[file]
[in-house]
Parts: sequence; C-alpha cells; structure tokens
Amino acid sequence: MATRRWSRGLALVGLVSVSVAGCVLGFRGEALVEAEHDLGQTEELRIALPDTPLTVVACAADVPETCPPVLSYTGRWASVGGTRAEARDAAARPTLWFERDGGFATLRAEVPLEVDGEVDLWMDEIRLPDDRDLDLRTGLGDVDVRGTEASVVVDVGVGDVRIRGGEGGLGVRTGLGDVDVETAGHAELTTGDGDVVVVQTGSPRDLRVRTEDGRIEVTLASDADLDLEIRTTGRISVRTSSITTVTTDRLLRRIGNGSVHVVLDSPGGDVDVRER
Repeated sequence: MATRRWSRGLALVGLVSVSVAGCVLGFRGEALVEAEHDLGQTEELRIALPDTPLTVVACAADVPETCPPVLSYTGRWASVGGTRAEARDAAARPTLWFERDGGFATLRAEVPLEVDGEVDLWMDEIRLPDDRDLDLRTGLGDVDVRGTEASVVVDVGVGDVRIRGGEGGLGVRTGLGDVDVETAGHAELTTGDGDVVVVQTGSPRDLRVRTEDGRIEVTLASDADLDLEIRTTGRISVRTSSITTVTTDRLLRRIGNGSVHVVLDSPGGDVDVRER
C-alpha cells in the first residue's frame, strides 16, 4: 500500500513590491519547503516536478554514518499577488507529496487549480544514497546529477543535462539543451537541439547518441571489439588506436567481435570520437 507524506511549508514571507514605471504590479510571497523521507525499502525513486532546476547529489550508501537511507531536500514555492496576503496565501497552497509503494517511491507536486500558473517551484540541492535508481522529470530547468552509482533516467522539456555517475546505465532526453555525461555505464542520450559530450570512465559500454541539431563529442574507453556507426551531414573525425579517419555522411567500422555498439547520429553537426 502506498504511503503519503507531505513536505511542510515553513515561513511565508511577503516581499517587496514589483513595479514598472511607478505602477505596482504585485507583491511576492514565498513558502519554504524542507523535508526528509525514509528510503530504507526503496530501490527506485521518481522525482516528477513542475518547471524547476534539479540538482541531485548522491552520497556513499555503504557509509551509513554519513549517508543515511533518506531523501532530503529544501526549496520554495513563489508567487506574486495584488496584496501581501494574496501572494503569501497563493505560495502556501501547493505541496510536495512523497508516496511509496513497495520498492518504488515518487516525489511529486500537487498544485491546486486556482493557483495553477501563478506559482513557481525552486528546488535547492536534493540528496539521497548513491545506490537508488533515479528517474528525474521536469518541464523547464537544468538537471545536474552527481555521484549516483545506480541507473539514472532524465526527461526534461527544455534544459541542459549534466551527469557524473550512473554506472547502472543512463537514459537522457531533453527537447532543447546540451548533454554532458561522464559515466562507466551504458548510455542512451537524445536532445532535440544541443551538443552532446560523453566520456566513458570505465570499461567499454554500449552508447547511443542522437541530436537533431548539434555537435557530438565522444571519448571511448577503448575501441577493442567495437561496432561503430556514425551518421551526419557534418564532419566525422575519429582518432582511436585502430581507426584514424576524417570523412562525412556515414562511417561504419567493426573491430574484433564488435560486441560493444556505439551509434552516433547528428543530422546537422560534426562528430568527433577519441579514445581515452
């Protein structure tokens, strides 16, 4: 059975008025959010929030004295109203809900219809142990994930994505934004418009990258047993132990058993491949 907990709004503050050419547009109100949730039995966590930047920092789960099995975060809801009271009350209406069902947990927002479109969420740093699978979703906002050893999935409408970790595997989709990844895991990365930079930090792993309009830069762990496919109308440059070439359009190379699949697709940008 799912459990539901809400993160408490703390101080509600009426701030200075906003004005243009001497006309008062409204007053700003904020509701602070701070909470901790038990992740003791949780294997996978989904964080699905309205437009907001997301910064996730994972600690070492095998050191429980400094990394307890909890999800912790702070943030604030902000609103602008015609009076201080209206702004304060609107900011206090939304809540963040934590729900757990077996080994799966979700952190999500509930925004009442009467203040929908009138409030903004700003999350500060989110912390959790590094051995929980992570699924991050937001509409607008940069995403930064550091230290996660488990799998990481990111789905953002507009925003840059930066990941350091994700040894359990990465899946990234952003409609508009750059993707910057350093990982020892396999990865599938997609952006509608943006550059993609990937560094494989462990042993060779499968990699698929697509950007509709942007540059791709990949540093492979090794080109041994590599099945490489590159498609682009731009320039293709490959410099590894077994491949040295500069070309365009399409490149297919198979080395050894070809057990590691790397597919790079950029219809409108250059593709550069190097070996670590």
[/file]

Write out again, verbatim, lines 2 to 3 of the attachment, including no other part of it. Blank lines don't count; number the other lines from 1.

Parts: sequence; C-alpha cells; structure tokens
Amino acid sequence: MATRRWSRGLALVGLVSVSVAGCVLGFRGEALVEAEHDLGQTEELRIALPDTPLTVVACAADVPETCPPVLSYTGRWASVGGTRAEARDAAARPTLWFERDGGFATLRAEVPLEVDGEVDLWMDEIRLPDDRDLDLRTGLGDVDVRGTEASVVVDVGVGDVRIRGGEGGLGVRTGLGDVDVETAGHAELTTGDGDVVVVQTGSPRDLRVRTEDGRIEVTLASDADLDLEIRTTGRISVRTSSITTVTTDRLLRRIGNGSVHVVLDSPGGDVDVRER